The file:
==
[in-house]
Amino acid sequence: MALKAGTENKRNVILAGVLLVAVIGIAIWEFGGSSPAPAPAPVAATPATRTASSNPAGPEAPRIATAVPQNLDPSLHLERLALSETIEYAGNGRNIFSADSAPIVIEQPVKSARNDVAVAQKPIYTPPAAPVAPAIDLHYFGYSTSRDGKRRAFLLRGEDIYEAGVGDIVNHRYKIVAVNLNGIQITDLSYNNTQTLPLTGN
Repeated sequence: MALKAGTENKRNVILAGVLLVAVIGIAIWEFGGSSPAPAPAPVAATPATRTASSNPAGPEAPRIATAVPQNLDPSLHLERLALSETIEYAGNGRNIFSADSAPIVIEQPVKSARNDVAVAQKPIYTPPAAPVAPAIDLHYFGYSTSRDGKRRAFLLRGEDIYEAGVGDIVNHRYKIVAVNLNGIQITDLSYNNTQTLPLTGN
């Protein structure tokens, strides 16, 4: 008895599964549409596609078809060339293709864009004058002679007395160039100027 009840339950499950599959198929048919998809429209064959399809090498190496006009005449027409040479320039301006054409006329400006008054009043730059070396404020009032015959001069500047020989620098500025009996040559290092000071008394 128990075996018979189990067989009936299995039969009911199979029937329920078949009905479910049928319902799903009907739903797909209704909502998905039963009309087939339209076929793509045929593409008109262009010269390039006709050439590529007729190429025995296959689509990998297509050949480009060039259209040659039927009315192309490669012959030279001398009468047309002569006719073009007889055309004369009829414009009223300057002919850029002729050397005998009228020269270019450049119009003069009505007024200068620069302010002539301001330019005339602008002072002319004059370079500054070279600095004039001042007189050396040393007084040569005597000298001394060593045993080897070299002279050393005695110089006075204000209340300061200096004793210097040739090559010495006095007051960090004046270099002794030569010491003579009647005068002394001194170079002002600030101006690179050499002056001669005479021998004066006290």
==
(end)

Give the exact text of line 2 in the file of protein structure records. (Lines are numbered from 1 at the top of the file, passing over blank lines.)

Amino acid sequence: MALKAGTENKRNVILAGVLLVAVIGIAIWEFGGSSPAPAPAPVAATPATRTASSNPAGPEAPRIATAVPQNLDPSLHLERLALSETIEYAGNGRNIFSADSAPIVIEQPVKSARNDVAVAQKPIYTPPAAPVAPAIDLHYFGYSTSRDGKRRAFLLRGEDIYEAGVGDIVNHRYKIVAVNLNGIQITDLSYNNTQTLPLTGN